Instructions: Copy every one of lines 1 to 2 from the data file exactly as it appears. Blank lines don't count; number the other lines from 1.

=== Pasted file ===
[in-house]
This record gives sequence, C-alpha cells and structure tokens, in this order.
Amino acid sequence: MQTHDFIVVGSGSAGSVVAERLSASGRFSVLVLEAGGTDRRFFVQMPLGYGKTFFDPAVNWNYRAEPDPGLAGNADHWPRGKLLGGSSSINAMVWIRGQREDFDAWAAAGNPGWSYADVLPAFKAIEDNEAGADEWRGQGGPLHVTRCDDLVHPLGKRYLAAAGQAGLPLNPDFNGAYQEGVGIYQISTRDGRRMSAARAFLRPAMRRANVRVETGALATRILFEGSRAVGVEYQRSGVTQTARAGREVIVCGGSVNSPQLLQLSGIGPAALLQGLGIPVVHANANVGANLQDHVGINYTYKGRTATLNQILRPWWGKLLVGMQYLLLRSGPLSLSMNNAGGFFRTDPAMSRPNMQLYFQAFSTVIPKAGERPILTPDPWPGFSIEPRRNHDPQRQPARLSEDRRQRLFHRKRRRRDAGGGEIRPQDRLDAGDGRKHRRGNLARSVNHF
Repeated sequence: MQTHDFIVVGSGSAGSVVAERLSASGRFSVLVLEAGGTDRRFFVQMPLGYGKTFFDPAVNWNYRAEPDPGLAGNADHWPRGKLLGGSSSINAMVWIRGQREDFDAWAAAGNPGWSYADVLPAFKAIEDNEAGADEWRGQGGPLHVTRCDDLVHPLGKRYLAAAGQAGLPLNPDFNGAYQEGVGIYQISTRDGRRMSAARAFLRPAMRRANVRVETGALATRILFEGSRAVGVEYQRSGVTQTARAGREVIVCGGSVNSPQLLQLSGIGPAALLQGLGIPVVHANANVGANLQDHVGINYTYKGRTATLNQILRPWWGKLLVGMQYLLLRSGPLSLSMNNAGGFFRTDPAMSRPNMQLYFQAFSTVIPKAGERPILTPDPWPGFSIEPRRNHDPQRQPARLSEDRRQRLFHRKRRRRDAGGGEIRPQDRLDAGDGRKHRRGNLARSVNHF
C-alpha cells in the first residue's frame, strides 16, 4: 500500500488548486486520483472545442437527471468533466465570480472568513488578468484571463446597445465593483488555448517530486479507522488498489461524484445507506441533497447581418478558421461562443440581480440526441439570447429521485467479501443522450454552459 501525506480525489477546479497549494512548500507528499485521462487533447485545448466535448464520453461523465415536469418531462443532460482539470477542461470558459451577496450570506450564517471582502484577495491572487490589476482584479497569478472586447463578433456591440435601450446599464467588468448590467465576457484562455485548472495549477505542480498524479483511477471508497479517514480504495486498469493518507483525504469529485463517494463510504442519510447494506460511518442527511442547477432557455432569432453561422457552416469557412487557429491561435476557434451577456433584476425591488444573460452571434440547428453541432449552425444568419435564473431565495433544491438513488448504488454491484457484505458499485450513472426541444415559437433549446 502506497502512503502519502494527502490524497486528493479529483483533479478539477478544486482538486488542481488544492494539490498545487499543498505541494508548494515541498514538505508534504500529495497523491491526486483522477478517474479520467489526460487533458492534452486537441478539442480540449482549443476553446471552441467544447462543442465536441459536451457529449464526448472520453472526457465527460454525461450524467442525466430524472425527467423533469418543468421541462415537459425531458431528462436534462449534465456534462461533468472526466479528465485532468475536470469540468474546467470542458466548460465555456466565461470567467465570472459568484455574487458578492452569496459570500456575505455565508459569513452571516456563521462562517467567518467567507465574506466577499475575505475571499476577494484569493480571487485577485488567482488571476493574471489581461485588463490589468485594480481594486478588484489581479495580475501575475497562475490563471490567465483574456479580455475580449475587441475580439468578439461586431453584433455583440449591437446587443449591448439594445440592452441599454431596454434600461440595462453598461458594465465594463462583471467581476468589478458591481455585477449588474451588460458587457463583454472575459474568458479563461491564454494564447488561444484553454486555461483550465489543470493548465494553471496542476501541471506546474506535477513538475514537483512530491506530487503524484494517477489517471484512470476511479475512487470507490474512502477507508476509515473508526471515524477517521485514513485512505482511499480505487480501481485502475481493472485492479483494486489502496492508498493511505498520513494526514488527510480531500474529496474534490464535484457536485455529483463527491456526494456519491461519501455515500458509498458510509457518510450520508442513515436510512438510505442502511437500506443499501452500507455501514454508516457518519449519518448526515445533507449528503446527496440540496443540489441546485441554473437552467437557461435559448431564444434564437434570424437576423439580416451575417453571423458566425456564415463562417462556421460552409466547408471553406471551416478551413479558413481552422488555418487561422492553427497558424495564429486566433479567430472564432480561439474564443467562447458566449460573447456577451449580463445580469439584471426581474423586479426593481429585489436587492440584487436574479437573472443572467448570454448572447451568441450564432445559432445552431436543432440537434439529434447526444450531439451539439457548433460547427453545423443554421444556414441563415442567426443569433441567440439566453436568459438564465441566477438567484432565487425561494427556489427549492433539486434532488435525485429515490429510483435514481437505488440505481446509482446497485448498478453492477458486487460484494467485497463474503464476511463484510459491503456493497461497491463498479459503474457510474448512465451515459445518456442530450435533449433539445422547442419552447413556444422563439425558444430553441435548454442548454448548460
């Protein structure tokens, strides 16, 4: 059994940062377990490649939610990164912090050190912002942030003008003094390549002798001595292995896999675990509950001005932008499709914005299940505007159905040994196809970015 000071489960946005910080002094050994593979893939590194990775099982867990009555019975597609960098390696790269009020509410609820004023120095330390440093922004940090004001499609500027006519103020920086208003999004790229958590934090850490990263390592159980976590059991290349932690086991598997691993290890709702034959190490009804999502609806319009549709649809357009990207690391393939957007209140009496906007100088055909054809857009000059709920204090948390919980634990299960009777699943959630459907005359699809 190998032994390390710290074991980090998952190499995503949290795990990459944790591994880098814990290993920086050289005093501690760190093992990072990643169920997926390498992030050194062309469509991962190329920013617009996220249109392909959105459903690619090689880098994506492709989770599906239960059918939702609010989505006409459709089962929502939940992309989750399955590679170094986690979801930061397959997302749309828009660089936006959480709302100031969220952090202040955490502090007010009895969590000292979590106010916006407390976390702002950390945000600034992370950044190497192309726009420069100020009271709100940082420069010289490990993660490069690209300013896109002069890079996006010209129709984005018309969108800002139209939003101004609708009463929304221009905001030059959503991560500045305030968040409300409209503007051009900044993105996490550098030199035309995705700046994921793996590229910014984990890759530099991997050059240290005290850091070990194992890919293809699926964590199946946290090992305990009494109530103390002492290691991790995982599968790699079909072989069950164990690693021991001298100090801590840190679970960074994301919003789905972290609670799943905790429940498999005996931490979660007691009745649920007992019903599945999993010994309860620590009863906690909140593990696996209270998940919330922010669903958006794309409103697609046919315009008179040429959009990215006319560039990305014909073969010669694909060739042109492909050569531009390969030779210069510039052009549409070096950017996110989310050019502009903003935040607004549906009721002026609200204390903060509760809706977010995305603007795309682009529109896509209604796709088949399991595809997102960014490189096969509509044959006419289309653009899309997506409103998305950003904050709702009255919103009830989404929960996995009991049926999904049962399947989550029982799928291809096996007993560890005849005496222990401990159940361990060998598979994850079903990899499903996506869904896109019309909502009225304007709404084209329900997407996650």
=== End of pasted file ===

[in-house]
This record gives sequence, C-alpha cells and structure tokens, in this order.